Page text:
India-China Spiritual Bhai Bhai in Tibet
Posted April 22, 2009on:
Oftentimes it is politics that takes the focus away from the reality of a situation by presenting a different perspective to suit the need of a particular environment. But there are also occasions when it is the same political considerations that highlights historical connections. One example of this is the sending of organized groups of Indian pilgrims to Gang Rinpoche (Mount Kailash) in Tibet, under the auspices of the governments of India and China.
On April 21, 2009, the Indian Foreign Ministry announced the latest group to be making the pilgrimage to Kailash later this year. The Kailash region is considered sacred by Hindus in India as well and there is a heavy rush to secure a seat in the group so much so that there is a drawing of lot to decide the lucky ones. Yesterday, such a draw was held. The Kailash Yatra (pilgrimage) reveals the historical connections between the Indian and the Tibetan people. The historical development relating to this relationship is summarized in the following way on the official website, “Continued from centuries, this pilgrimage had been stopped from 1959 to 1980, and when it restarted in 1981 it was welcomed everywhere.”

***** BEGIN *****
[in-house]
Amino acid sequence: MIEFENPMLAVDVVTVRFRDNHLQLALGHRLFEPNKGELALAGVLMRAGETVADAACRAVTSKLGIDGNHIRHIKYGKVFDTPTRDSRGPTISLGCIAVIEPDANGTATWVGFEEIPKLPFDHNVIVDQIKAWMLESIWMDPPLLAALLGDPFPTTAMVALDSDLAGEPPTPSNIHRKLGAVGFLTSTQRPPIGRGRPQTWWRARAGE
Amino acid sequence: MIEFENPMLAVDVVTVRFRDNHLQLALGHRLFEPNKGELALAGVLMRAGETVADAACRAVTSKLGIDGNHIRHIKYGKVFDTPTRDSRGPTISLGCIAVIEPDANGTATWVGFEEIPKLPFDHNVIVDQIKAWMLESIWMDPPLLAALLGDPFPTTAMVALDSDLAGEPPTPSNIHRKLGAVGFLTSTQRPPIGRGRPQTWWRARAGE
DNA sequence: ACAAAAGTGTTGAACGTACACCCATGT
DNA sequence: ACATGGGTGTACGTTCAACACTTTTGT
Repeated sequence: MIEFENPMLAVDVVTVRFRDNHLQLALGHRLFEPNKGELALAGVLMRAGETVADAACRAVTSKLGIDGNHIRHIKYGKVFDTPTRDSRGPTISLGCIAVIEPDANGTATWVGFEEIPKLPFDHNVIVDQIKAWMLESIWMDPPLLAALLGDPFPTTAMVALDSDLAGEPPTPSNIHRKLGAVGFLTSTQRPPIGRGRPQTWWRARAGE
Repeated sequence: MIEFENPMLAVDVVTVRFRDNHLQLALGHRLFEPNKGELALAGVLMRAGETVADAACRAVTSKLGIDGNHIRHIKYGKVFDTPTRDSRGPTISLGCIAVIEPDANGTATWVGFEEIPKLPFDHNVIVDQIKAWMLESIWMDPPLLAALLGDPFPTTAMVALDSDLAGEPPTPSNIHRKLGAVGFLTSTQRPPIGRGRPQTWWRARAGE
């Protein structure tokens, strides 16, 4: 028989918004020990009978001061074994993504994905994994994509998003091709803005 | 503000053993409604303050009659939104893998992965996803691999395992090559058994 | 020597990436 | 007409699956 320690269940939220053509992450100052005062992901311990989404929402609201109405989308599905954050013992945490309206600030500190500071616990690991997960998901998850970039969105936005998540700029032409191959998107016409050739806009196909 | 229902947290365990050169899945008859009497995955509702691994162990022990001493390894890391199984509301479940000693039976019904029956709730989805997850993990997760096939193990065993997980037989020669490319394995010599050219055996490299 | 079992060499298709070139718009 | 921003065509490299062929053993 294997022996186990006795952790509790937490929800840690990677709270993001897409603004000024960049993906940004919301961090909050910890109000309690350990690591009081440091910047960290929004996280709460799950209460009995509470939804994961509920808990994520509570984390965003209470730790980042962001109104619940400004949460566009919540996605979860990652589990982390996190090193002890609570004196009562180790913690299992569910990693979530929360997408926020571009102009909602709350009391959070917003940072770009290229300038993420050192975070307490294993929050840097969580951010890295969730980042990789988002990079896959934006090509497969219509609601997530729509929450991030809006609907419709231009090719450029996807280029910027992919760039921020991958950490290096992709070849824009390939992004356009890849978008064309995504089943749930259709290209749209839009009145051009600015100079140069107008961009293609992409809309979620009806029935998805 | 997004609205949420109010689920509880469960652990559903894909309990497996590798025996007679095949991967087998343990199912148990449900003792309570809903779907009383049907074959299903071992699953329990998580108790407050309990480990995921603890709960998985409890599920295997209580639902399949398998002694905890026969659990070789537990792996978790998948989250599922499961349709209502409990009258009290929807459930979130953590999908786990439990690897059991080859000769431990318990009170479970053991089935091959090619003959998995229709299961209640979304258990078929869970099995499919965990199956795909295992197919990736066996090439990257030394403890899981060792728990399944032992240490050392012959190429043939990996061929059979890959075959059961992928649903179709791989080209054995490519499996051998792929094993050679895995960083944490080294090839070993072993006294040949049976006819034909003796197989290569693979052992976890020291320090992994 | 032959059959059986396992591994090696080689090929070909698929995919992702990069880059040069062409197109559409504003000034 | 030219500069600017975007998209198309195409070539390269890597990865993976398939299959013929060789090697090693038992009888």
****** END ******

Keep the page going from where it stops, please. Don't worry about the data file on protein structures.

When this pilgrimage project started in 1981, I was then with the Indian Express in New Delhi, if I recall correctly. One of my colleagues there, Rahul Bedi, got a berth in the first group and subsequently wrote about it, including in a book. Since then very many Indian pilgrims have recalled their experiences of the trip. I am pleased to see that the yatra continues to draw the attention of the Indian people. May be this India-China spiritual Bhai Bhai will eventually lead to some positive impact on the overall relationship.
However, despite nearly 30 years of annual pilgrimages my Indians to the Kailash area, I frankly have not seen much “conversations” among Tibetans from the area or nearby about the Indian people. One reason could be the lack of chance of interaction between the peoples during the pilgrimages. Anyway, I wish the new group all success in their spiritual endeavor.